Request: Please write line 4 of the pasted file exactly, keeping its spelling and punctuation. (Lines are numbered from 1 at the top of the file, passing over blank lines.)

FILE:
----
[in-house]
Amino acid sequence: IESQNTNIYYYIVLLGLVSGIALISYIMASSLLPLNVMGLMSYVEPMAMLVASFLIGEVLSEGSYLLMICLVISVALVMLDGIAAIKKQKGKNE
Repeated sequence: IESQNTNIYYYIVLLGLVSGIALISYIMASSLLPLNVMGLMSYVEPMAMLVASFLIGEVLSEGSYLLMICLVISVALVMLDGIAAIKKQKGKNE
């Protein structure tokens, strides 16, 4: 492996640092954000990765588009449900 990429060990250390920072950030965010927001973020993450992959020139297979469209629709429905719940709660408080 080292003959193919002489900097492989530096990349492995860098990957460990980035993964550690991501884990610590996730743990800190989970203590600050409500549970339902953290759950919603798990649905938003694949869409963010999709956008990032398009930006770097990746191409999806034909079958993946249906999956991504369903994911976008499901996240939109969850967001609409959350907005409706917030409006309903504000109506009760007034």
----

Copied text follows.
């Protein structure tokens, strides 16, 4: 492996640092954000990765588009449900 990429060990250390920072950030965010927001973020993450992959020139297979469209629709429905719940709660408080 080292003959193919002489900097492989530096990349492995860098990957460990980035993964550690991501884990610590996730743990800190989970203590600050409500549970339902953290759950919603798990649905938003694949869409963010999709956008990032398009930006770097990746191409999806034909079958993946249906999956991504369903994911976008499901996240939109969850967001609409959350907005409706917030409006309903504000109506009760007034």